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University research says private equity effect on jobs is mixed

Jan. 25, 2008

Employment falls more rapidly at businesses acquired by private equity groups than at comparable businesses without private equity ties, according to a new study by Steven Davis, a professor at the University of Chicago Graduate School of Business. However, businesses backed by private equity also create more new jobs at new facilities than other businesses.

“The employment response to private equity buyouts is mixed. Existing jobs at buyout targets are more likely to disappear, but the buyout targets also create more new jobs at new facilities. This pattern is consistent with the view that private equity groups act as catalysts for change in the economy,” said Davis, the William H. Abbott Professor of International Business and Economics.

The study, “Private Equity and Employment” (.pdf), was released Friday, Jan. 25 at the annual meeting of the World Economic Forum in Davos, Switzerland, as part of “The Global Economic Impact of Private Equity Report 2008.” (.pdf)

The report examines employment outcomes at 5,000 U.S. companies acquired by private equity groups during a 25-year period ending in 2005. These companies operated about 300,000 business establishments at the time of acquisition and employed millions of American workers.

In the first two years after acquisition, employment declined seven percent more at the facilities operated by buyout companies as of the acquisition date than at comparable companies without private equity ties. But that’s only part of the story. “One of our key findings is that firms with private equity backing create more new jobs at new facilities in the first two years after acquisition than comparable firms without private equity ties. Jobs newly created at new facilities over a two-year period post buyout amount to 15 percent of initial employment for firms with private equity backing, compared to 9 percent for firms without private-equity ties.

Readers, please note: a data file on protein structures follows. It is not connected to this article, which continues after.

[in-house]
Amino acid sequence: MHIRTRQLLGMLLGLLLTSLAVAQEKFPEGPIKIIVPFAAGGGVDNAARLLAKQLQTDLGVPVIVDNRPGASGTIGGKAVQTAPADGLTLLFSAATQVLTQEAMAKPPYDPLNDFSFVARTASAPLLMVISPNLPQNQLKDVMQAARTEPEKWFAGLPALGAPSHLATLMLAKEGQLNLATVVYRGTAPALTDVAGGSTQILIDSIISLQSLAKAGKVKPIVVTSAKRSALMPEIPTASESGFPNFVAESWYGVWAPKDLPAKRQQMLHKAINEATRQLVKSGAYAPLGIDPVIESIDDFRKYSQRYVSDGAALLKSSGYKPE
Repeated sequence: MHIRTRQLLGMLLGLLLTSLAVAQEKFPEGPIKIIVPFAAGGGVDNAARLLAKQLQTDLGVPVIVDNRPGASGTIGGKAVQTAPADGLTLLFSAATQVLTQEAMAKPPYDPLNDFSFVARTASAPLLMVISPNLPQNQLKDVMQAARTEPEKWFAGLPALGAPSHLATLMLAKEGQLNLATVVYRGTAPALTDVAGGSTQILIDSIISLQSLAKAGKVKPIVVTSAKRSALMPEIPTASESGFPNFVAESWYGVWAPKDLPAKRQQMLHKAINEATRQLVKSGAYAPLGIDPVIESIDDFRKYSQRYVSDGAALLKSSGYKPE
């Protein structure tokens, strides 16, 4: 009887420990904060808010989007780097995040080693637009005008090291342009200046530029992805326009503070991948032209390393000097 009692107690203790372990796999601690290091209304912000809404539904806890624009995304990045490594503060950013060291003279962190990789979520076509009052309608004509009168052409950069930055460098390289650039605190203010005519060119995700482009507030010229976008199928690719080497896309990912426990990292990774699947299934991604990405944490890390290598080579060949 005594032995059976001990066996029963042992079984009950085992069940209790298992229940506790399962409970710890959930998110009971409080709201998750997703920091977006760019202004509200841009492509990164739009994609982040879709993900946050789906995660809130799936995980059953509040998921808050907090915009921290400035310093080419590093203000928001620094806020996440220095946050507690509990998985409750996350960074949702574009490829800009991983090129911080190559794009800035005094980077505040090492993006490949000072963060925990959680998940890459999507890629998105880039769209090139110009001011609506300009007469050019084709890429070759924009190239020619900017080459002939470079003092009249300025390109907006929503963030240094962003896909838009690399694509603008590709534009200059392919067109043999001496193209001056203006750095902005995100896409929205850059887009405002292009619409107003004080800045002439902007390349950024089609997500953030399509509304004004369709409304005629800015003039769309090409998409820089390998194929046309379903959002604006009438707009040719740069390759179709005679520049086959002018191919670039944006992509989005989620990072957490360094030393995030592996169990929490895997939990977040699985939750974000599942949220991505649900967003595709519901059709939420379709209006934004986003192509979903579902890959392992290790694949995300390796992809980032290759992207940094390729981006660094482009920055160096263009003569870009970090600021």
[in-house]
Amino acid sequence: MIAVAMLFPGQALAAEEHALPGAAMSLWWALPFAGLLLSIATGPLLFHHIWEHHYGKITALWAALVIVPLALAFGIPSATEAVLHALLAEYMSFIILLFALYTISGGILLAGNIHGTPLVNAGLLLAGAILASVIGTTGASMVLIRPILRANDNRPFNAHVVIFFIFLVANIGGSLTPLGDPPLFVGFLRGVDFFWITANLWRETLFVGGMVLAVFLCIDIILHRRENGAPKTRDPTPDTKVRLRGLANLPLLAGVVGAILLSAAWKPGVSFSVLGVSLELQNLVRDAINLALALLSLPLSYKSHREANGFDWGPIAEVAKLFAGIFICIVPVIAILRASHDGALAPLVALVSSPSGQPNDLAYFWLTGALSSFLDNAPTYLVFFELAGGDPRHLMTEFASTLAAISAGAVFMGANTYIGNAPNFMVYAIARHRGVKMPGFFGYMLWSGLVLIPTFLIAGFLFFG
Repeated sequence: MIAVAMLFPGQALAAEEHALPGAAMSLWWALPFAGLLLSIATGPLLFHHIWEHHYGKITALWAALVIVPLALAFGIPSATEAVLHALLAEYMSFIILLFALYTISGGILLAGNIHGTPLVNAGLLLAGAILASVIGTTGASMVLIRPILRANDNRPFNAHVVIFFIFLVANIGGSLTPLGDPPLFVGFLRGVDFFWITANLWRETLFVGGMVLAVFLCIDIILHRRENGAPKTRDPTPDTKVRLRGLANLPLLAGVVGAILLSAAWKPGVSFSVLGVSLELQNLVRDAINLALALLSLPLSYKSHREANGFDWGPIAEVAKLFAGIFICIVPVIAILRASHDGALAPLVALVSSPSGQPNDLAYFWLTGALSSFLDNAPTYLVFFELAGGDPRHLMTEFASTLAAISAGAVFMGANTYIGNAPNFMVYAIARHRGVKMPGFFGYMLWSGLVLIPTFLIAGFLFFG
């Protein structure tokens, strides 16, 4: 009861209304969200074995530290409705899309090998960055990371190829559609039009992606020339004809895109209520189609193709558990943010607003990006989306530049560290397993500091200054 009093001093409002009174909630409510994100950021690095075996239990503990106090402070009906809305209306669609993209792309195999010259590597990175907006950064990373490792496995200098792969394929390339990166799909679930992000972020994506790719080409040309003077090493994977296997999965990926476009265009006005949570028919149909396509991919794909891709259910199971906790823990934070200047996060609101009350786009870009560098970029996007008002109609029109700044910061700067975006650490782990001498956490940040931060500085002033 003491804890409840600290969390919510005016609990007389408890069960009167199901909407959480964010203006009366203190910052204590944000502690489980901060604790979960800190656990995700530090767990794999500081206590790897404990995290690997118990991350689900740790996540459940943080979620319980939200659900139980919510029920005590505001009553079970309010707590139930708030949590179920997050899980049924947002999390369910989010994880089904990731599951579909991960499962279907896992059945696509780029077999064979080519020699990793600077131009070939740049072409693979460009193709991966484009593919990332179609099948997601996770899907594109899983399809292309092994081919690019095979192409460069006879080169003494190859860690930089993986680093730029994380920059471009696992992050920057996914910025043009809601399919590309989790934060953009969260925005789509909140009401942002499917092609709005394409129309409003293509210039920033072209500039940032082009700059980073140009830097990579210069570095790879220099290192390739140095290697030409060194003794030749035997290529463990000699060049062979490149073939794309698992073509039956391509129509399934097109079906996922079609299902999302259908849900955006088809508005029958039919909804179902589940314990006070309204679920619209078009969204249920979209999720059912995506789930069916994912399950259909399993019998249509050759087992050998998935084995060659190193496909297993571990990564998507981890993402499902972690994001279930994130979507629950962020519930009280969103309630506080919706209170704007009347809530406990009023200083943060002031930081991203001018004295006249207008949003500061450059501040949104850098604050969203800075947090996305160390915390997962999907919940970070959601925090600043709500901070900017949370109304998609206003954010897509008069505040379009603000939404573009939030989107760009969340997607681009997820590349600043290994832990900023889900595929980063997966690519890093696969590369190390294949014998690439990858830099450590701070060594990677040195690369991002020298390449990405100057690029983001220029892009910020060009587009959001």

Private equity targets also engage in more acquisitions and more divestitures than other companies, according to the report. In the two-year period after the private equity transaction, the employment-weighted acquisition rate was 7.3 percent for target firms and 4.7 percent for other firms. The employment-weighted divestiture rate was 5.7 percent for target firms and 2.9 percent for other firms.

In addition to Davis, other authors of the report are John Haltiwanger from the University of Maryland, Ron Jarmin and Javier Miranda from the U.S. Bureau of the Census, and Josh Lerner from Harvard Business School.



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Last modified at 10:43 AM CST on Friday, January 25, 2008

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